Naturally, both INFJs and INFPs will experience similar Temperament stresses, although their precise reactions will be different. But they will experience Interaction Style stress and Cognitive Process (Type) stress in very different ways.
I'm sure you're familiar with the ole "fight or flight" stress reaction. We've all heard about that since we started grade school. Of course, this leaves out two other stress responses that we often see in the animal kingdom: freeze and flurry. So what do they look like? Well, "freeze" is what a possum does when they sense danger. You've surely heard the phrase "playing possum"? And then "flurry" -- stories abound of birds who will make a fuss in order to take attention off their young. They will flap their wings and draw your attention toward themselves that will distract you from approaching their nest.
As usual, I'm only going to focus on two of these stress responses as befits INFJ and INFP.
When the INFP is in a stressful situation, their initial reaction is to "freeze." How they do this is by "adapting" to the situation, usually accommodating others until they can adjust and be effective. They will let the situation play out and just go with what's happening. To others, it may look as though they are doing *nothing*. After they adjust to the situation, they will "flow." When there is conflict, the emotion they tend to express is "sad."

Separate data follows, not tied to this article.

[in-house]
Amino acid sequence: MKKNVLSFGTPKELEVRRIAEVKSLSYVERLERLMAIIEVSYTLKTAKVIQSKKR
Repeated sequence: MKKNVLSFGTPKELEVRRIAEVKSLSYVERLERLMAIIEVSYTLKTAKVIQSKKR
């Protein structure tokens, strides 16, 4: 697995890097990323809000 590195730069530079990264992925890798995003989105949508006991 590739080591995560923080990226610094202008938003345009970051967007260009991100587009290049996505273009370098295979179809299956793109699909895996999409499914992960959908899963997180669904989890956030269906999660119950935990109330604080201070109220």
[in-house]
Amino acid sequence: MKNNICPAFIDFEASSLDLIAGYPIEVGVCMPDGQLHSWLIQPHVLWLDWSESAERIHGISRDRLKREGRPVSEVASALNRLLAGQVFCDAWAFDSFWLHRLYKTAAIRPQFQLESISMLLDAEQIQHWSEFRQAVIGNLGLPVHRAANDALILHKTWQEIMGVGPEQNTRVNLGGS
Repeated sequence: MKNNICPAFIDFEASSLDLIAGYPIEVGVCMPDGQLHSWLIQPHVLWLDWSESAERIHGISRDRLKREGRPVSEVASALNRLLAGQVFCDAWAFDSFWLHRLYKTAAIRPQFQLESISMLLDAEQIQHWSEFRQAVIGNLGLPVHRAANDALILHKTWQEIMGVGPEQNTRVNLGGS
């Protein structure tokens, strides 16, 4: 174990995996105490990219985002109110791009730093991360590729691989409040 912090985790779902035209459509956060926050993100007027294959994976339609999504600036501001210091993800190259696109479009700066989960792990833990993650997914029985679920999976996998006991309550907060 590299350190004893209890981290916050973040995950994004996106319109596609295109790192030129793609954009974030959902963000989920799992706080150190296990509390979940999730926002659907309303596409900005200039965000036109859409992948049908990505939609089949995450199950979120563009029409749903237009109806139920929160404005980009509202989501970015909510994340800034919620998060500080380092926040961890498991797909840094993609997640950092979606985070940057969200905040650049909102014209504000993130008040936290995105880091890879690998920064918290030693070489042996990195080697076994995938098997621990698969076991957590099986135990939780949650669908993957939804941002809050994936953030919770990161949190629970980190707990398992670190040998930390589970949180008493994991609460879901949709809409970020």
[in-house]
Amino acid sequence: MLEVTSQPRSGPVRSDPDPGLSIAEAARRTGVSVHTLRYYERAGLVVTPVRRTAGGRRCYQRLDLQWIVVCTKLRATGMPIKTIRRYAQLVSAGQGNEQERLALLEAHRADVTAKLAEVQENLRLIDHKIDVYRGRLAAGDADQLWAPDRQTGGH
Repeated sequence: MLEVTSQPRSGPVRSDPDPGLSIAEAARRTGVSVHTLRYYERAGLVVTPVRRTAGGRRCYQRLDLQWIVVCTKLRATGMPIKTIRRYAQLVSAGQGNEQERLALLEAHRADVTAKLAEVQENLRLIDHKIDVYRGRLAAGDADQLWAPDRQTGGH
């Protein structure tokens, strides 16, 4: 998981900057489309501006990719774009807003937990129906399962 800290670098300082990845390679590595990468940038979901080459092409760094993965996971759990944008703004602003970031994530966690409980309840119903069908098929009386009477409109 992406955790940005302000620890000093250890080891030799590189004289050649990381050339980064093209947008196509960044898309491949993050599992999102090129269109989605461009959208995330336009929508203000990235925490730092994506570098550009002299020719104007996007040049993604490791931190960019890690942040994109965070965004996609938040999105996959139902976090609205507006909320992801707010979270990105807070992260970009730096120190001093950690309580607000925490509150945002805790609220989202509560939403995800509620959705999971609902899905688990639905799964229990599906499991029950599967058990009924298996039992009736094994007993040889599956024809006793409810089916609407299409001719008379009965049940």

When the INFJ is in a stressful situation, their initial reaction is "flight." How they do this is by "distancing" themselves from the situation, usually separating from the problem while buying time. They need to step back and consider what's going on. They tend to move away from what isn't liked, and sometimes even *stay* away from that. To others, it may look as if they are detached or are fleeing from the problem. But after they adjust to the situation, they will "face" the problem with a solution in hand. When there is conflict, the emotion they tend to express is "afraid."
More to come...